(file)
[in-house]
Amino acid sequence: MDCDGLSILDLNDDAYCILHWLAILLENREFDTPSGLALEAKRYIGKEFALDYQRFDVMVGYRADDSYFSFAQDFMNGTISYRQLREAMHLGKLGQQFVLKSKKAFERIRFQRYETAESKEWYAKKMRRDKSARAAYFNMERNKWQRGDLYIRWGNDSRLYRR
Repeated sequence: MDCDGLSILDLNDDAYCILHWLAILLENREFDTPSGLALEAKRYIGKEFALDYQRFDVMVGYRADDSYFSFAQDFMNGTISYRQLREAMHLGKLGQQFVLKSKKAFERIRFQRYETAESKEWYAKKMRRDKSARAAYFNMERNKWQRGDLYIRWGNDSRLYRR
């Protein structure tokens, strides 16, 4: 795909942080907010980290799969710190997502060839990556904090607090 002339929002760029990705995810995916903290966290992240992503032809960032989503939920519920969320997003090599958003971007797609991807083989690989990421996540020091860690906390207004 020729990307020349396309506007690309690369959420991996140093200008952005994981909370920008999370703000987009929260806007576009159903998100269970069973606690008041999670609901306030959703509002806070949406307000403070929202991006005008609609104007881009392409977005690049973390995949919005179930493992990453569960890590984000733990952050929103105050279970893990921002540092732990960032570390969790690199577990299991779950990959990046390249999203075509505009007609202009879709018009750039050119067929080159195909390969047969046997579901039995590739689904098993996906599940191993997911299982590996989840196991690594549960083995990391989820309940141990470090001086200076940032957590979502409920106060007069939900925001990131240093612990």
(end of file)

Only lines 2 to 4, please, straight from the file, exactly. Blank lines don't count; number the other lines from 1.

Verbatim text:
Amino acid sequence: MDCDGLSILDLNDDAYCILHWLAILLENREFDTPSGLALEAKRYIGKEFALDYQRFDVMVGYRADDSYFSFAQDFMNGTISYRQLREAMHLGKLGQQFVLKSKKAFERIRFQRYETAESKEWYAKKMRRDKSARAAYFNMERNKWQRGDLYIRWGNDSRLYRR
Repeated sequence: MDCDGLSILDLNDDAYCILHWLAILLENREFDTPSGLALEAKRYIGKEFALDYQRFDVMVGYRADDSYFSFAQDFMNGTISYRQLREAMHLGKLGQQFVLKSKKAFERIRFQRYETAESKEWYAKKMRRDKSARAAYFNMERNKWQRGDLYIRWGNDSRLYRR
């Protein structure tokens, strides 16, 4: 795909942080907010980290799969710190997502060839990556904090607090 002339929002760029990705995810995916903290966290992240992503032809960032989503939920519920969320997003090599958003971007797609991807083989690989990421996540020091860690906390207004 020729990307020349396309506007690309690369959420991996140093200008952005994981909370920008999370703000987009929260806007576009159903998100269970069973606690008041999670609901306030959703509002806070949406307000403070929202991006005008609609104007881009392409977005690049973390995949919005179930493992990453569960890590984000733990952050929103105050279970893990921002540092732990960032570390969790690199577990299991779950990959990046390249999203075509505009007609202009879709018009750039050119067929080159195909390969047969046997579901039995590739689904098993996906599940191993997911299982590996989840196991690594549960083995990391989820309940141990470090001086200076940032957590979502409920106060007069939900925001990131240093612990």